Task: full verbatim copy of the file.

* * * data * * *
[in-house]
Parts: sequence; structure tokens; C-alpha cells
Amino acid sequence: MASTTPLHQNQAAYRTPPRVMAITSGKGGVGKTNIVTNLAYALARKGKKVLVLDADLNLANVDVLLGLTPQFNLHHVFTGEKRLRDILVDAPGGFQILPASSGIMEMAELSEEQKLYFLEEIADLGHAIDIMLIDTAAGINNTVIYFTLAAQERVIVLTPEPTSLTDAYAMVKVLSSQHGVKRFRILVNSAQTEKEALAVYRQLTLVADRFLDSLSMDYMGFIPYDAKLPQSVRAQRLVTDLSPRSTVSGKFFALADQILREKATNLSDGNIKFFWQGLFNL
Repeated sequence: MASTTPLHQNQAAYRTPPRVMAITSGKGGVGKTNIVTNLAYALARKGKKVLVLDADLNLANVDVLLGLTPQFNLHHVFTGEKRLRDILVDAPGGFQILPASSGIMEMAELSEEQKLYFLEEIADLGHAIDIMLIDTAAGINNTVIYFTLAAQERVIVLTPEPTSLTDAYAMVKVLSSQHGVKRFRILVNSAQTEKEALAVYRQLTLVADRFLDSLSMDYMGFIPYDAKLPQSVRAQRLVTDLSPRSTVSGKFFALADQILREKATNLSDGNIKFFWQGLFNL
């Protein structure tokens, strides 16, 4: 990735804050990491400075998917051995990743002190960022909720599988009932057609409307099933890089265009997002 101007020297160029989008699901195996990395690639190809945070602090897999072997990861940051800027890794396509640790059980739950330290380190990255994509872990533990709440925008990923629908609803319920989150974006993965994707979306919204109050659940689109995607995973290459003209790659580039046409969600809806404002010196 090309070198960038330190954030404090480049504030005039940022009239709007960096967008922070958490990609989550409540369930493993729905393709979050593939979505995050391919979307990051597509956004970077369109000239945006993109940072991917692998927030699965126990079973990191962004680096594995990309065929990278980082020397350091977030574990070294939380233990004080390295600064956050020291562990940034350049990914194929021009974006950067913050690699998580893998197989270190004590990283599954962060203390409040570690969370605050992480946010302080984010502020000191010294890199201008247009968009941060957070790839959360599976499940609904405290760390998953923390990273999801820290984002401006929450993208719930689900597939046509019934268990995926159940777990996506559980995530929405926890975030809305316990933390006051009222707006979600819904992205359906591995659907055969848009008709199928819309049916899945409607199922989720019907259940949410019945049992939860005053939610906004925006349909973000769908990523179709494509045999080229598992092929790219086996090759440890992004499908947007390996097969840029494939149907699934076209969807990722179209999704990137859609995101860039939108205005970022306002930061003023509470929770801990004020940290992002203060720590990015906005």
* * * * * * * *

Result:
[in-house]
Parts: sequence; structure tokens; C-alpha cells
Amino acid sequence: MASTTPLHQNQAAYRTPPRVMAITSGKGGVGKTNIVTNLAYALARKGKKVLVLDADLNLANVDVLLGLTPQFNLHHVFTGEKRLRDILVDAPGGFQILPASSGIMEMAELSEEQKLYFLEEIADLGHAIDIMLIDTAAGINNTVIYFTLAAQERVIVLTPEPTSLTDAYAMVKVLSSQHGVKRFRILVNSAQTEKEALAVYRQLTLVADRFLDSLSMDYMGFIPYDAKLPQSVRAQRLVTDLSPRSTVSGKFFALADQILREKATNLSDGNIKFFWQGLFNL
Repeated sequence: MASTTPLHQNQAAYRTPPRVMAITSGKGGVGKTNIVTNLAYALARKGKKVLVLDADLNLANVDVLLGLTPQFNLHHVFTGEKRLRDILVDAPGGFQILPASSGIMEMAELSEEQKLYFLEEIADLGHAIDIMLIDTAAGINNTVIYFTLAAQERVIVLTPEPTSLTDAYAMVKVLSSQHGVKRFRILVNSAQTEKEALAVYRQLTLVADRFLDSLSMDYMGFIPYDAKLPQSVRAQRLVTDLSPRSTVSGKFFALADQILREKATNLSDGNIKFFWQGLFNL
């Protein structure tokens, strides 16, 4: 990735804050990491400075998917051995990743002190960022909720599988009932057609409307099933890089265009997002 101007020297160029989008699901195996990395690639190809945070602090897999072997990861940051800027890794396509640790059980739950330290380190990255994509872990533990709440925008990923629908609803319920989150974006993965994707979306919204109050659940689109995607995973290459003209790659580039046409969600809806404002010196 090309070198960038330190954030404090480049504030005039940022009239709007960096967008922070958490990609989550409540369930493993729905393709979050593939979505995050391919979307990051597509956004970077369109000239945006993109940072991917692998927030699965126990079973990191962004680096594995990309065929990278980082020397350091977030574990070294939380233990004080390295600064956050020291562990940034350049990914194929021009974006950067913050690699998580893998197989270190004590990283599954962060203390409040570690969370605050992480946010302080984010502020000191010294890199201008247009968009941060957070790839959360599976499940609904405290760390998953923390990273999801820290984002401006929450993208719930689900597939046509019934268990995926159940777990996506559980995530929405926890975030809305316990933390006051009222707006979600819904992205359906591995659907055969848009008709199928819309049916899945409607199922989720019907259940949410019945049992939860005053939610906004925006349909973000769908990523179709494509045999080229598992092929790219086996090759440890992004499908947007390996097969840029494939149907699934076209969807990722179209999704990137859609995101860039939108205005970022306002930061003023509470929770801990004020940290992002203060720590990015906005």